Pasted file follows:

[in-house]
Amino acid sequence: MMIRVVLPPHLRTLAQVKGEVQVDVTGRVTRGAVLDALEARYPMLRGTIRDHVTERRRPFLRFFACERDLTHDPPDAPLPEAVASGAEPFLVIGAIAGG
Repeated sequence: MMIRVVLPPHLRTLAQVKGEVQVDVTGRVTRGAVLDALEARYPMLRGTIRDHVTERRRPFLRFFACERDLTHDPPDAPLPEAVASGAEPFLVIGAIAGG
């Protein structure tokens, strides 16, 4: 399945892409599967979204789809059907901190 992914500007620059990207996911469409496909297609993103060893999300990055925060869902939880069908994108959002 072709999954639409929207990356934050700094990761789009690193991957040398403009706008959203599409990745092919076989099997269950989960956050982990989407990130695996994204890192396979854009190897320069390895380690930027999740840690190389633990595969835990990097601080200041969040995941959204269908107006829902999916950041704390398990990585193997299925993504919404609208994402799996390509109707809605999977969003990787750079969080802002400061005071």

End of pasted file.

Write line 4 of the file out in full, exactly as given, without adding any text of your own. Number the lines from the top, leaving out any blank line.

């Protein structure tokens, strides 16, 4: 399945892409599967979204789809059907901190 992914500007620059990207996911469409496909297609993103060893999300990055925060869902939880069908994108959002 072709999954639409929207990356934050700094990761789009690193991957040398403009706008959203599409990745092919076989099997269950989960956050982990989407990130695996994204890192396979854009190897320069390895380690930027999740840690190389633990595969835990990097601080200041969040995941959204269908107006829902999916950041704390398990990585193997299925993504919404609208994402799996390509109707809605999977969003990787750079969080802002400061005071």